“The thing that I wish I’d known before getting into animation, that I do now is that all the animation jobs are in California,” said Thomas, to the laughter of the crowd. Thomas clearly meant the comment seriously, adding: “I wouldn’t have stayed in New York as long if I’d have known there were no real animation jobs in New York the way there are in California…I probably would’ve made my pilgrimage a lot sooner.”
Another attendee asked how the artists dealt with accusations of racism. “I just got called racist the other day, so that was fun,” recounted Older, saying that because the bad guys in a recent story were White he had the accusation leveled at him. “There’s no easy answer, but you have to go with your gut and trust your instincts because when the shit flies, you have to be able to stand up for your work. I know what I did in that story—and I have much worse stories about White people than that,” he said, laughing.
Gregorio added: “publishing is a team sport, you’re going to have editors and marketing people-they’ll catch anything really bad. And also you have to realize we’re all going to get criticism. Haters are gonna’ hate, it’s alright!”
A reporter asked if the panel felt any responsibility towards social justice storylines. Thomas replied, “You know on Black Dynamite me and Carl Jones, the executive producer, always used to joke that we were like social workers in animation, not to belittle social work, but we liked to joke that because we were one of the few [shows] that touched on those issues. The most important thing for us is that it has to be funny, that’s the golden rule. The second rule is that it has to be genuine. If it’s honest, if it comes from a good place there’s always humor in it….and the third is to make people uncomfortable, not in a negative way but to make them think outside what they normally expect.”
The final question came from a Bleeding Cool reporter who asked, “Why are we still having this conversation? I feel like we’re constantly having the same conversation: do you see an end to it, do you think? Where we’re not going to need to have ‘Geeks of Color’ in the corner at 8:00pm?”
“So you’re saying Geeks of Color needs to be at noon, is what you’re saying? I agree I think it should be much earlier.” Thomas joked.
Pho added: “we’re going to keep having this conversation until we hit critical mass,” she explained that critical mass was not when people stopped asking questions, but rather that “we need a critical mass of answers from all over the place, not just from us but from you guys—not just from you guys but from everyone at this convention, and not just this convention—about how pop culture functions, how media functions…we all have to hit that critical mass point and that’s when the conversation stops.”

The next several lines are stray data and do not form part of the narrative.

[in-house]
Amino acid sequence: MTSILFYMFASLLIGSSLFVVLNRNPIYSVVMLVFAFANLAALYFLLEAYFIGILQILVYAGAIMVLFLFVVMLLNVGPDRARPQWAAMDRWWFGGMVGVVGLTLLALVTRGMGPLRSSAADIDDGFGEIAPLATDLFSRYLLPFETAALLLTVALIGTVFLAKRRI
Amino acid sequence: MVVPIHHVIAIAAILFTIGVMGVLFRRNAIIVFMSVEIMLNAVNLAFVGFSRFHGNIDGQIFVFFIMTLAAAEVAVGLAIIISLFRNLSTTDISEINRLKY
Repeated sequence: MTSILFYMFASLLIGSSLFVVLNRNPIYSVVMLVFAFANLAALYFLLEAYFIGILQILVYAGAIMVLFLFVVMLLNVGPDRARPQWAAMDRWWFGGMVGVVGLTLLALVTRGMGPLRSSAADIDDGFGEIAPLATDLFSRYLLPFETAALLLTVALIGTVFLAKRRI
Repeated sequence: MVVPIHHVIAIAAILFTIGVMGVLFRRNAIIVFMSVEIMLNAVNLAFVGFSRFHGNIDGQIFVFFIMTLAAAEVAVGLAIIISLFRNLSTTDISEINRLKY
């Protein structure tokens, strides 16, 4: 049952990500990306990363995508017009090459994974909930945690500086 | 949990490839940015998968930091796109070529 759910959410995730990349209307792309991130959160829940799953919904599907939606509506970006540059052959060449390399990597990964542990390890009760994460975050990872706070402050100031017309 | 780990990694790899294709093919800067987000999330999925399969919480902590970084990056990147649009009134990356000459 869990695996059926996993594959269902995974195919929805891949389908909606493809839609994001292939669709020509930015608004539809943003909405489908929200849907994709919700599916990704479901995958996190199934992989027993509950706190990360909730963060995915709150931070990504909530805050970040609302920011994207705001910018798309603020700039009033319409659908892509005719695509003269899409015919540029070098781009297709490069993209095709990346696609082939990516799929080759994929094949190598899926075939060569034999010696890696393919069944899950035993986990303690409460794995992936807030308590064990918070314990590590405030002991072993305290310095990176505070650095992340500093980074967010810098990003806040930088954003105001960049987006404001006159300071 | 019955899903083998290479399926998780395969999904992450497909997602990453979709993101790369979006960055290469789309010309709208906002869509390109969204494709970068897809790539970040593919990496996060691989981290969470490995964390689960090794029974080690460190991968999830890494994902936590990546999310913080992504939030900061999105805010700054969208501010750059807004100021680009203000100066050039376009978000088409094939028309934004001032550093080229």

“I feel your point a lot,” Older added, indicating the reporter, “we do need this and part of the reason is the industry is still very racist, still very White, and so we need to have these conversations…the job and the struggle and the challenge for us is to push the conversation forward so it’s not so circular. So that’s why we need diverse books, which is such an important way to get everyone together. We need to talk about power analysis.” Older also stressed that he felt there were necessary conversations that weren’t had before this generation of creators and it was important to recognize: “we’re here because the folks before us fought their fight, so we’re fighting our fight for the next generation of artist of color, writers of color…and that involves getting together and having ‘geeks of color’ panels which makes people uncomfortable, which is good, as it should.”
While digital comics have changed the medium for good, individual comics apps haven’t really taken off as much as you might think. But there are some good ones out there: Comic Chameleon is a webcomic aggregator that actually picks up popular webcomics like Questionable COntent, Girls with Slingshots and the like. And with permission. They’ve been around on iOS for a while, but now they’ve got a Kickstrter fo develop an Android version. It’s about halfway to a $13,000 goal, so it looks pretty solid to go all the way. But in a twist, some of the Kickstarter money will go to creators:
10% of the campaign will go to the artists of your choice
If you care about supporting independent webcomic artists as much as we do, you’ll be happy to know that when you contribute to our campaign, 10% of your pledge will go to up to 3 artists of your choice who publish with our app. We’ve always been as much about supporting artists as we’ve been about entertaining you, and our Kickstarter is no different.
We’ve talked to head guy Bersie Sou a few times and he seems like an on the level guy. This is another strong move.
How about it, Beaterati? Do you read comics on your phone via apps like Comic Chameleon? Why or why not?
The long running The Last Halloween is an engrossing tale about a girl and some monsters.
The Last Halloween is the story of Mona and her unusual friends, who must work together to defend humanity from countless horrific monstrosities! Perhaps they will succeed, and humanity will prevail as it always has. Or perhaps this will be… The Last Halloween
It’s all in the execution!
Howard came up with the idea after participating on Strip Search.
We’ve linked to a few of Jed McGowan’s wordless comics before—including Hawaii, a best in show among geological comics, and Voyager, a wordless comic about a space probe. Despite the dry-sounding material, Xeris-winner McGowan (Lone Pines) presents them in a visually arresting way.
This time out, he’s got a story to tell, and it’s a strange and eerie one entitled Control Room. What happens when that space probe lands on Mars with several sisters aboard? Hit the link to find out.
Jen Wang has built up a nice little shelf of graphic novels for herself—Koko Beware, which she wrote and drew, and In Real Life, which she drew from Cory Doctorow’s story.
And now she’s launched a new webcomics called THE WHITE SNAKE, which will update when new chapters are done.
The first chapter is a dandy one, opening with a mysterious murder by…snake? But which snake, and why, and what happened to the snake?
I think you’ll be hooked by this as I was. Follow Wang on Twitter for updates.
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Here’s a little holiday jam to get you in the mood for next week’s Turkey Marathon.